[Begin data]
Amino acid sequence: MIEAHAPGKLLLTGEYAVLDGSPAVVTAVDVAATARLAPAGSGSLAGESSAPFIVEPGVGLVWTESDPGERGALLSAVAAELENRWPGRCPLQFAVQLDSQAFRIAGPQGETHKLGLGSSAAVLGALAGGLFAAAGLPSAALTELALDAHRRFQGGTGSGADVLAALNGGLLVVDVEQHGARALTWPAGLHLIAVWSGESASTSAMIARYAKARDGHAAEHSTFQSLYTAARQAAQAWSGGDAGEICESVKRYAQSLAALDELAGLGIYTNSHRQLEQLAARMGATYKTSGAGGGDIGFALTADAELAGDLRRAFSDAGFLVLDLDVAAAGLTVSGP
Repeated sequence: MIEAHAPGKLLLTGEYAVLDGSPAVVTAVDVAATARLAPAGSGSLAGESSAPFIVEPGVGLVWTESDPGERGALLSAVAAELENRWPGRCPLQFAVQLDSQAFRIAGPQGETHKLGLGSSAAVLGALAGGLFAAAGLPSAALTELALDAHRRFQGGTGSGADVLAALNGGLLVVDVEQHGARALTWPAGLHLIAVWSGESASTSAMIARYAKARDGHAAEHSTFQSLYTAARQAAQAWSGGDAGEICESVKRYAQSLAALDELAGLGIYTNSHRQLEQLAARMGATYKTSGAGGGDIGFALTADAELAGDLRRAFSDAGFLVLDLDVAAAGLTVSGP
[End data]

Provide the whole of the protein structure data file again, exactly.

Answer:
Amino acid sequence: MIEAHAPGKLLLTGEYAVLDGSPAVVTAVDVAATARLAPAGSGSLAGESSAPFIVEPGVGLVWTESDPGERGALLSAVAAELENRWPGRCPLQFAVQLDSQAFRIAGPQGETHKLGLGSSAAVLGALAGGLFAAAGLPSAALTELALDAHRRFQGGTGSGADVLAALNGGLLVVDVEQHGARALTWPAGLHLIAVWSGESASTSAMIARYAKARDGHAAEHSTFQSLYTAARQAAQAWSGGDAGEICESVKRYAQSLAALDELAGLGIYTNSHRQLEQLAARMGATYKTSGAGGGDIGFALTADAELAGDLRRAFSDAGFLVLDLDVAAAGLTVSGP
Repeated sequence: MIEAHAPGKLLLTGEYAVLDGSPAVVTAVDVAATARLAPAGSGSLAGESSAPFIVEPGVGLVWTESDPGERGALLSAVAAELENRWPGRCPLQFAVQLDSQAFRIAGPQGETHKLGLGSSAAVLGALAGGLFAAAGLPSAALTELALDAHRRFQGGTGSGADVLAALNGGLLVVDVEQHGARALTWPAGLHLIAVWSGESASTSAMIARYAKARDGHAAEHSTFQSLYTAARQAAQAWSGGDAGEICESVKRYAQSLAALDELAGLGIYTNSHRQLEQLAARMGATYKTSGAGGGDIGFALTADAELAGDLRRAFSDAGFLVLDLDVAAAGLTVSGP